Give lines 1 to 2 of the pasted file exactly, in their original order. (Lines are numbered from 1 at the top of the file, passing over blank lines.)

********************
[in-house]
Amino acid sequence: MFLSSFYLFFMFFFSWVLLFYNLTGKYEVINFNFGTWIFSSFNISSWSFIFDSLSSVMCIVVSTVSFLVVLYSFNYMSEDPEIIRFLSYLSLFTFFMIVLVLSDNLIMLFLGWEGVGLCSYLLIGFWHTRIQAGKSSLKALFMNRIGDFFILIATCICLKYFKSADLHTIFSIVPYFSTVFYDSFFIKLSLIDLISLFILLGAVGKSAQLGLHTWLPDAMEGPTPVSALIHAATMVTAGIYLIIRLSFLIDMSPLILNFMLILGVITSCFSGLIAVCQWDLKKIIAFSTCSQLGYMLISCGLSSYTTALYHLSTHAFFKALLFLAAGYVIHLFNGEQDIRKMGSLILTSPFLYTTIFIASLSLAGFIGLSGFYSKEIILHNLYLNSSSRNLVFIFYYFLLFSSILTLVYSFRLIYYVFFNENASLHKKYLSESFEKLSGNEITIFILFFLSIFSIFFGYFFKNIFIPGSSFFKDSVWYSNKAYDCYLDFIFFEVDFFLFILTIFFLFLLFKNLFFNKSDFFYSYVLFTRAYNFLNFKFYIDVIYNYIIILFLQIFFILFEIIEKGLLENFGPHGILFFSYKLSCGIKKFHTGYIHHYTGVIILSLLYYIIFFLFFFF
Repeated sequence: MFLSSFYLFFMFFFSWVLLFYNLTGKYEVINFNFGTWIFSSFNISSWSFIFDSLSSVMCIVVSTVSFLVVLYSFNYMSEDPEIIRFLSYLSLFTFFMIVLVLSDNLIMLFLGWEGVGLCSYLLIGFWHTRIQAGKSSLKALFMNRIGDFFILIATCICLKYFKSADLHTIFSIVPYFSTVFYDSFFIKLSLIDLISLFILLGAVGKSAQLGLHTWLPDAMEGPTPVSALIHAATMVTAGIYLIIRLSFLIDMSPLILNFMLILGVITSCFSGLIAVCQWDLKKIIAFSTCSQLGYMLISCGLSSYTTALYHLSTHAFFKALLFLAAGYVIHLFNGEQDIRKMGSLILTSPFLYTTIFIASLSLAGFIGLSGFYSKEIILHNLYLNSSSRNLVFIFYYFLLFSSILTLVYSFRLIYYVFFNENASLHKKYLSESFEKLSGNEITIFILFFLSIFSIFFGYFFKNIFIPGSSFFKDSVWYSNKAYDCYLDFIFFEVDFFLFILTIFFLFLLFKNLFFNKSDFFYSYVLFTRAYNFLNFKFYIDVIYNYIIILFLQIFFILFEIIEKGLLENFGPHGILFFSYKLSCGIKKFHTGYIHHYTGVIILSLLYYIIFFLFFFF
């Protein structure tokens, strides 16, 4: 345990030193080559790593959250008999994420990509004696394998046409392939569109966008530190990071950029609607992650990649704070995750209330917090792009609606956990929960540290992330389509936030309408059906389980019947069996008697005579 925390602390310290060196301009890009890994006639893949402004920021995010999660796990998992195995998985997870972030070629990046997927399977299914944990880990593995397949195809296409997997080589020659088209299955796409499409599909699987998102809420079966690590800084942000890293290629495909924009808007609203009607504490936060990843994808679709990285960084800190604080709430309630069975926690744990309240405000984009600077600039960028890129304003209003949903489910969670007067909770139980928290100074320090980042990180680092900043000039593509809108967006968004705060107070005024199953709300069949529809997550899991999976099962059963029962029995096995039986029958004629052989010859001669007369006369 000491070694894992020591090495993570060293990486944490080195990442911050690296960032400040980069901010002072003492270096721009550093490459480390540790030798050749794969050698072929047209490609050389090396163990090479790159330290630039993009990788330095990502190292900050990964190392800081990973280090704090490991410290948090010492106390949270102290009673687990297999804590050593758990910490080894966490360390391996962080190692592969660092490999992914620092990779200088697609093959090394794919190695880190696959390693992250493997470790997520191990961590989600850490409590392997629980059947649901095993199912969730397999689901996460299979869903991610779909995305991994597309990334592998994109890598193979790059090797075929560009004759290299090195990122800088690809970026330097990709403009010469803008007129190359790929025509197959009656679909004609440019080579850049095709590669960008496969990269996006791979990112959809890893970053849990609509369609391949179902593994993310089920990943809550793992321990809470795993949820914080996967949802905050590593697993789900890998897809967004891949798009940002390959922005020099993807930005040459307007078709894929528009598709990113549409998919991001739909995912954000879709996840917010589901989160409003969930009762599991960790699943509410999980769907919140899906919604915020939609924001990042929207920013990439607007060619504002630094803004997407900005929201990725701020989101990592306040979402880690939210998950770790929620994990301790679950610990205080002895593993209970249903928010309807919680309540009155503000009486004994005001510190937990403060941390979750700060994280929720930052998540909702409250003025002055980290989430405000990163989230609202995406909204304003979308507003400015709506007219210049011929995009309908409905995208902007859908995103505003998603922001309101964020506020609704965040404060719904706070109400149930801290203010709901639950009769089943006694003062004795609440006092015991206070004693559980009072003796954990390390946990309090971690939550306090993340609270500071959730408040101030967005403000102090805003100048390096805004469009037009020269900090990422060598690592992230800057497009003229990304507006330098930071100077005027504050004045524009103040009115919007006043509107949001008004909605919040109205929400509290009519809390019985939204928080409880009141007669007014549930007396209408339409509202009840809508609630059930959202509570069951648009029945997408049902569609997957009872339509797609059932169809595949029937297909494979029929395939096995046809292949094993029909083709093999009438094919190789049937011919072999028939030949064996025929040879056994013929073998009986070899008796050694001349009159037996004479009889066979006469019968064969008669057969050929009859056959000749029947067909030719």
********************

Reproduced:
[in-house]
Amino acid sequence: MFLSSFYLFFMFFFSWVLLFYNLTGKYEVINFNFGTWIFSSFNISSWSFIFDSLSSVMCIVVSTVSFLVVLYSFNYMSEDPEIIRFLSYLSLFTFFMIVLVLSDNLIMLFLGWEGVGLCSYLLIGFWHTRIQAGKSSLKALFMNRIGDFFILIATCICLKYFKSADLHTIFSIVPYFSTVFYDSFFIKLSLIDLISLFILLGAVGKSAQLGLHTWLPDAMEGPTPVSALIHAATMVTAGIYLIIRLSFLIDMSPLILNFMLILGVITSCFSGLIAVCQWDLKKIIAFSTCSQLGYMLISCGLSSYTTALYHLSTHAFFKALLFLAAGYVIHLFNGEQDIRKMGSLILTSPFLYTTIFIASLSLAGFIGLSGFYSKEIILHNLYLNSSSRNLVFIFYYFLLFSSILTLVYSFRLIYYVFFNENASLHKKYLSESFEKLSGNEITIFILFFLSIFSIFFGYFFKNIFIPGSSFFKDSVWYSNKAYDCYLDFIFFEVDFFLFILTIFFLFLLFKNLFFNKSDFFYSYVLFTRAYNFLNFKFYIDVIYNYIIILFLQIFFILFEIIEKGLLENFGPHGILFFSYKLSCGIKKFHTGYIHHYTGVIILSLLYYIIFFLFFFF